Recently, self proclaimed Ukrainian hackers; Anonymous Ukraine, have been claiming to have stolen 800 millions cradit and debit cards. Details of about 700 million of which were uploaded on file sharing sites and linked to archives of the data from two Pastebin posts. These archives, 300MB in size, contained a mix of account details and magnetic-strip information for MasterCard, Visa, Discover and American Express cards, it was claimed. There’s been some speculation that the data was sourced in part from hacked sales tills in Target stores across the US – some senior politicians blame hackers from Ukraine for infiltrating the retail chain’s computers to swipe 40 million or so cards. However, IT security company Digital Shadows which has been tracking the authenticity of the claimed believes that it is actually Russian hackers who are behind these these stunts. DG suggest that originally the claim about stolen cards was tweeted from a different account than those of the official twitter and facebook accounts associated with Anonymous Ukraine. The Twitter account in question was created just two days before it tweeted the claim. DG further told that Anonymous Ukraine has always been very eager to announce their achievement from their official Twitter and facebook accounts. Therefore, it is quite unusual and unbelievable that they could announce such an huge ‘achievement” on an account other than their official ones.
Famous South Korean Search Portal NAVER Hacked, 25 Million accounts Hacked Using Stolen Data. A hacker going with the handle of ‘Seo’ has been arrested for breaching in to the accounts of 25 million people on NAVER, South Korea’s largest Web portal. According to Korea Herald, the hacker bought private information of 25 million people from an Anonymous Korean-Chinese in 2013. The hacker then used the same data to hack into NAVER accounts. The purchased data included names, Internet IDs (profiles), passwords and telephone/mobile numbers. A computer programmer going with the handle of ‘Hong’ was also arrested for developing hacking …continue reading
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Hackers are increasingly targeting online recruiting companies for unkown purpose. Hackers are using a malware called Gameover Zues to attack users applying for online job portals. F-Secure researchers reported the campaign Gameover may be aimed at comprising HR departments which use Monster. These HR departments might possibly be linked to financial transactions which could server as key for hackers to get access to companies’ financial data. However the exact motive behind Gameover remains precisely unknown. According F-Secure’s analyst Sullivan hackers first trick user to install the malware on their computers. Once installed the malwares steal user name and password of the users on recruiting portals. By using fake biodata forms the malware then prompts the user to provide it with other credentials. Sullivan told that they had requested the Monster to comment upon the issue. They have received no response as yet. F-Secure advice the recruiting portals to adopt two step authentication for registration. As this secure and will not allow the ambitious third parties to intrude between the recruiting and recruit.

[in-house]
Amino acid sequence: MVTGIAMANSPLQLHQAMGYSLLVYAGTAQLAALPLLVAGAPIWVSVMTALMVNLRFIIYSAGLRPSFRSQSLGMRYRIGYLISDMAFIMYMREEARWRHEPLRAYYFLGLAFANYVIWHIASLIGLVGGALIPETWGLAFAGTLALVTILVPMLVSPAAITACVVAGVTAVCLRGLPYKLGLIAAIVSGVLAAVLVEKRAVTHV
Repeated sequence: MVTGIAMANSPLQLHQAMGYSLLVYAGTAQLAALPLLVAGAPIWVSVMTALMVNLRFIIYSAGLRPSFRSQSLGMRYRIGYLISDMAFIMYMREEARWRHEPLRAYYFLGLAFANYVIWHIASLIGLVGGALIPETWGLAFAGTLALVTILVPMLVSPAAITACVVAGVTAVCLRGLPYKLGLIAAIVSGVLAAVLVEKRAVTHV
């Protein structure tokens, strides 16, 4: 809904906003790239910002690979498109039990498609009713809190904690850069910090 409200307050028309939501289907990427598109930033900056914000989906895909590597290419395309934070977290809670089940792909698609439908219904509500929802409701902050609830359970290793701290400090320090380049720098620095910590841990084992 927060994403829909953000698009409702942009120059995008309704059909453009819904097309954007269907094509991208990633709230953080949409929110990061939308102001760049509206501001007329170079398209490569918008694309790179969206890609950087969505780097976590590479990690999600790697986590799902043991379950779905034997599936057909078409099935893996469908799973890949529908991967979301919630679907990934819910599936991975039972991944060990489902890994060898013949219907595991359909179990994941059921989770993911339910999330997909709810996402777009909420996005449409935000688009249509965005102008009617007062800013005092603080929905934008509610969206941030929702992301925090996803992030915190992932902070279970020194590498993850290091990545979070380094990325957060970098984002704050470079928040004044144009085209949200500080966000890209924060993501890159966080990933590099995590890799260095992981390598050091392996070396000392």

Both black and gray markets are increasingly becoming more generous to hackers than different IT Companies and social networking sites. WhoGotHacked has researched the matter thoroughly and after examining bug bounty amounts offered by some famous IT Companies and comparing them with the money offered by Black Markets for same bugs, Both black and gray markets are increasingly becoming more generous to hackers than different IT Companies and social networking sites. WhoGotHacked has researched the matter throughly and after examining bug bounty amounts offered by some famous IT Companies and comparing them with the money offered by Black Markets for same bugs, WhoGotHacked has come to conclude that Black Markets offer twice as much for the submission of exploits and 0days as offered by IT Companies. This has been attracting more and more hackers and security researchers to turn to black Markets ,instead of IT Companies, for better prospects in return of their bug submission. has come to conclude that Black Markets offer twice as much for the submission of exploits and 0days as offered by IT Companies. This has been attracting more and more hackers and security researchers to turn to black Markets ,instead of IT Companies, for better prospects in return of their bug submission.